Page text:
locking its meaning within its original context. Often that need
in the original historical and/or literary audience is shared by
current readers. Thus the supporting braces for
plication can begin to be formed at this point in the interpretive
process. The need may be seen in the material that introduces the
parable (e.g., Luke 18:1) or it may not be revealed until after the
parable is told (e.g., 16:8). Zuck suggests nine kinds of occasions
or purposes that led to Jesus' parables, with examples of each:
parables in answer to questions, parables in answer to requests,
parables in answer to complaints, parables given with a stated
purpose, parables of the kingdom given because
tion of Jesus as Messiah, parables following an exhortation or
principle, parables that illustrate a situation, and parables with
the purpose implied but not stated.18
ANALYZE THE STRUCTURE AND DETAILS OF THE PARABLE
Traina suggests a most helpful means of analyzing the structure
of narrative discourse. In his discussion of the observation step of
Bible study, he notes the importance of understanding the struc-
ture of the passage being studied. He discusses five ways the lit-
erary structure is arranged to carry along the thought process of
the reader:19 biographical progression, which tracks the lives of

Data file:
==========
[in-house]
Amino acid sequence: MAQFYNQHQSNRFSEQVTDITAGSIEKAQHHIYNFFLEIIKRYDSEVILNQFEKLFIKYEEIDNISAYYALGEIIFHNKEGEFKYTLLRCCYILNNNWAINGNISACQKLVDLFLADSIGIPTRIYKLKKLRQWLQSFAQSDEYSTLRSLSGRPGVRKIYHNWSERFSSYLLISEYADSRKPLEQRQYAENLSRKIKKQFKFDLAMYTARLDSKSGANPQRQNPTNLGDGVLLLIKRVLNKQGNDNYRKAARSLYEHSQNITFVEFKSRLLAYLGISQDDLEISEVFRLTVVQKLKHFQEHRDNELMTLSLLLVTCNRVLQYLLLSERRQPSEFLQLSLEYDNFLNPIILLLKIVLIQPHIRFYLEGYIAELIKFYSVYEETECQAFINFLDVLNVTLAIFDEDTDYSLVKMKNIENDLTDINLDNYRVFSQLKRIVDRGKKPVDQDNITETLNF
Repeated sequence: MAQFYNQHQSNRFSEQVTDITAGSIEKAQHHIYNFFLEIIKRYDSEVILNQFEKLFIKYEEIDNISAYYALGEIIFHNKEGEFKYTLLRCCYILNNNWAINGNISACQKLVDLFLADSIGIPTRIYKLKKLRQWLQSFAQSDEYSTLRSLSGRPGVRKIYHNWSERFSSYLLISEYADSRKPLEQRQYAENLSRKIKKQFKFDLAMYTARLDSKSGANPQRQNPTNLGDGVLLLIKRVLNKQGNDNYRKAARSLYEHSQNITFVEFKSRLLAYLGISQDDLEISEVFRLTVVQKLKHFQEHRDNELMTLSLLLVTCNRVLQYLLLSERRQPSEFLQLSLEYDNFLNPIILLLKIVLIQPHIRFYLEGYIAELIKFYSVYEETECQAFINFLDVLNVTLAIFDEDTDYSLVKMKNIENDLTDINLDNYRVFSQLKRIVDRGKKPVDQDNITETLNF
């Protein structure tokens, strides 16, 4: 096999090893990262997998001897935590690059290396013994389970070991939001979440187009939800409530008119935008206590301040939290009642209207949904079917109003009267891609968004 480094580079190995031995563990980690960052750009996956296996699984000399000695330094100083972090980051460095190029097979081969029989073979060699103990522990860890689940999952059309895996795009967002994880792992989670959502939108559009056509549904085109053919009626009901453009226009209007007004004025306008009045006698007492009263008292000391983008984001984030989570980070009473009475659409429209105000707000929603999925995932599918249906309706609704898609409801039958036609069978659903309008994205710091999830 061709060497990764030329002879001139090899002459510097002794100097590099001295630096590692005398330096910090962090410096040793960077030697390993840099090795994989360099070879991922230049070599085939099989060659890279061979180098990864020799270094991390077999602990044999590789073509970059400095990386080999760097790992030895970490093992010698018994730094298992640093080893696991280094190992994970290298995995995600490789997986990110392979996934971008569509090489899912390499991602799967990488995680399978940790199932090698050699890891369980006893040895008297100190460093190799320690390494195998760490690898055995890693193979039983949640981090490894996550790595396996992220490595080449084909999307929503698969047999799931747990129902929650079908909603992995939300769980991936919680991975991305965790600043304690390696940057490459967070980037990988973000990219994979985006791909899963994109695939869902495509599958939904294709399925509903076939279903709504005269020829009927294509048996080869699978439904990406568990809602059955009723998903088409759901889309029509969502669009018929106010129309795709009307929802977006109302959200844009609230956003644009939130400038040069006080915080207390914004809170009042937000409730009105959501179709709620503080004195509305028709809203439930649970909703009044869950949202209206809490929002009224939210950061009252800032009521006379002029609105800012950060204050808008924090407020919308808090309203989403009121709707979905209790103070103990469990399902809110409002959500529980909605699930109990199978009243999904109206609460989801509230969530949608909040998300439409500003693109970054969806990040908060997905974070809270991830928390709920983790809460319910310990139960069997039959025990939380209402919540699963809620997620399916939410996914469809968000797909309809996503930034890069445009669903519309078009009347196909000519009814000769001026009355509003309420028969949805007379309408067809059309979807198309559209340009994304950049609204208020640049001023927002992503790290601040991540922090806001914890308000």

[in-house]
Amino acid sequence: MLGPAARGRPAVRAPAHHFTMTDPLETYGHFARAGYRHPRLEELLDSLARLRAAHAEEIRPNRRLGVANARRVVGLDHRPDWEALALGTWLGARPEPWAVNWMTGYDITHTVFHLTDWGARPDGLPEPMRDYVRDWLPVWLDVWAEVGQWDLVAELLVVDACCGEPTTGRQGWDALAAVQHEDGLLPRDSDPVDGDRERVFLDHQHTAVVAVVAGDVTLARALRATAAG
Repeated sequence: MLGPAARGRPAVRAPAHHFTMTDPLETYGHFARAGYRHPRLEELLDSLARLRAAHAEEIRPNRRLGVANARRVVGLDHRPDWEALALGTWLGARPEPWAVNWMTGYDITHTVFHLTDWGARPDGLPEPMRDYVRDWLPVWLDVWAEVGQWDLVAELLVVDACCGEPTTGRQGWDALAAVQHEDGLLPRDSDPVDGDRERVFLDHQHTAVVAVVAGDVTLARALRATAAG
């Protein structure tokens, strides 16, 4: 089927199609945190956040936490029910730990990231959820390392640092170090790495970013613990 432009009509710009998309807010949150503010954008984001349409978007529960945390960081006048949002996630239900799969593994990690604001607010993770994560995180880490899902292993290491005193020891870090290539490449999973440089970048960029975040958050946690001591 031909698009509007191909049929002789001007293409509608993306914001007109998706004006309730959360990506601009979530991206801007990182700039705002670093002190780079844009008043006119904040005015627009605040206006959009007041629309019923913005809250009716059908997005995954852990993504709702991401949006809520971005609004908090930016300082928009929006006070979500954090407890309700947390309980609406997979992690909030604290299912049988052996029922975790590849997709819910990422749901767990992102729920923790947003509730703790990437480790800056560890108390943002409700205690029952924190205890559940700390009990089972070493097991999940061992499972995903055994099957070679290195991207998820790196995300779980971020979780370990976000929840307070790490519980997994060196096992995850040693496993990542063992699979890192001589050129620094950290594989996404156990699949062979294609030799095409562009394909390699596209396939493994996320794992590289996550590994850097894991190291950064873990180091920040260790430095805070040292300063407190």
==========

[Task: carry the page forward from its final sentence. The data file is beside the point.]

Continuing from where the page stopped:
people; historical progression, which follows the sequence of
events; chronological progression, which unfolds the narrative
with time indicators; geographical progression, which journals
the changes of place; and ideological progression, which focuses
on the development of ideas.
To understand the communication of a narrative properly,
narrative art must also be appreciated. The contribution of set-
ting, characters, and plot all relate to this step of the hermeneuti-
cal process, and valuable insights are gained by not sidestepping
the values of narrative composition and the means ("progres-
sions") an author used to move readers through the narrative to a
Details in the parables serve as background for the central
truth in the foreground. Defining the parable as "truth carried in
19 Robert Traina, Methodical
Bible Study (1952; reprint,
van, 1980), 51-52.
Guidelines for Interpreting Jesus' Parables 35
a vehicle," Ramm speaks of the presence of "accessories." These
details "are necessary for the drapery of the parable, but are not
part of the meaning."20 Various details often play important